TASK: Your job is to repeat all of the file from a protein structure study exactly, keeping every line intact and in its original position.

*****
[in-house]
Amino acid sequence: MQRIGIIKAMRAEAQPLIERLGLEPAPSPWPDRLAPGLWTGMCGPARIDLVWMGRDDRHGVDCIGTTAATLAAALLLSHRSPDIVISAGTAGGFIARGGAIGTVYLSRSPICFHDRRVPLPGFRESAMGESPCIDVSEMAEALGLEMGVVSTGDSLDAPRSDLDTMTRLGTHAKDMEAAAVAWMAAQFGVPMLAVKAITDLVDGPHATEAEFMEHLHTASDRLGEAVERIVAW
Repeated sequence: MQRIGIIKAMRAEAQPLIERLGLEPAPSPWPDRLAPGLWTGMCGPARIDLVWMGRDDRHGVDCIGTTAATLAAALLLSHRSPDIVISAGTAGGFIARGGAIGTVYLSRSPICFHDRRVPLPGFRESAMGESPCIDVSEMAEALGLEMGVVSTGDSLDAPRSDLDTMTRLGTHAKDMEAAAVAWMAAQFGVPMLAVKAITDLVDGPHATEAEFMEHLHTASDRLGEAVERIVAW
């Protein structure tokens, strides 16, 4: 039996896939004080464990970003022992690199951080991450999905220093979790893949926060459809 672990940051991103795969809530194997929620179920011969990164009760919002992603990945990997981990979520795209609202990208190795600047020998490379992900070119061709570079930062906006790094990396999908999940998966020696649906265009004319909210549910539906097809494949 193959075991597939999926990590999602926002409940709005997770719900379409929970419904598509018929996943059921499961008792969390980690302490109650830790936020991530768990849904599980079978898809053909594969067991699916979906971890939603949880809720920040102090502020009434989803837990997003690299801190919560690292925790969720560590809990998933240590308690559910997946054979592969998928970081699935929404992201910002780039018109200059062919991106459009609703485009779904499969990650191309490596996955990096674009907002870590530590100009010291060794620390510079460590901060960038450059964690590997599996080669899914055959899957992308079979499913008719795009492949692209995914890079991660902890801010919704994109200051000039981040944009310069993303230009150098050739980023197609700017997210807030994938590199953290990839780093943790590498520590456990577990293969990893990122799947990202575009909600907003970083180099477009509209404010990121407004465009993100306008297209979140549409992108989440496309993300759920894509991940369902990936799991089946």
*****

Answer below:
[in-house]
Amino acid sequence: MQRIGIIKAMRAEAQPLIERLGLEPAPSPWPDRLAPGLWTGMCGPARIDLVWMGRDDRHGVDCIGTTAATLAAALLLSHRSPDIVISAGTAGGFIARGGAIGTVYLSRSPICFHDRRVPLPGFRESAMGESPCIDVSEMAEALGLEMGVVSTGDSLDAPRSDLDTMTRLGTHAKDMEAAAVAWMAAQFGVPMLAVKAITDLVDGPHATEAEFMEHLHTASDRLGEAVERIVAW
Repeated sequence: MQRIGIIKAMRAEAQPLIERLGLEPAPSPWPDRLAPGLWTGMCGPARIDLVWMGRDDRHGVDCIGTTAATLAAALLLSHRSPDIVISAGTAGGFIARGGAIGTVYLSRSPICFHDRRVPLPGFRESAMGESPCIDVSEMAEALGLEMGVVSTGDSLDAPRSDLDTMTRLGTHAKDMEAAAVAWMAAQFGVPMLAVKAITDLVDGPHATEAEFMEHLHTASDRLGEAVERIVAW
């Protein structure tokens, strides 16, 4: 039996896939004080464990970003022992690199951080991450999905220093979790893949926060459809 672990940051991103795969809530194997929620179920011969990164009760919002992603990945990997981990979520795209609202990208190795600047020998490379992900070119061709570079930062906006790094990396999908999940998966020696649906265009004319909210549910539906097809494949 193959075991597939999926990590999602926002409940709005997770719900379409929970419904598509018929996943059921499961008792969390980690302490109650830790936020991530768990849904599980079978898809053909594969067991699916979906971890939603949880809720920040102090502020009434989803837990997003690299801190919560690292925790969720560590809990998933240590308690559910997946054979592969998928970081699935929404992201910002780039018109200059062919991106459009609703485009779904499969990650191309490596996955990096674009907002870590530590100009010291060794620390510079460590901060960038450059964690590997599996080669899914055959899957992308079979499913008719795009492949692209995914890079991660902890801010919704994109200051000039981040944009310069993303230009150098050739980023197609700017997210807030994938590199953290990839780093943790590498520590456990577990293969990893990122799947990202575009909600907003970083180099477009509209404010990121407004465009993100306008297209979140549409992108989440496309993300759920894509991940369902990936799991089946």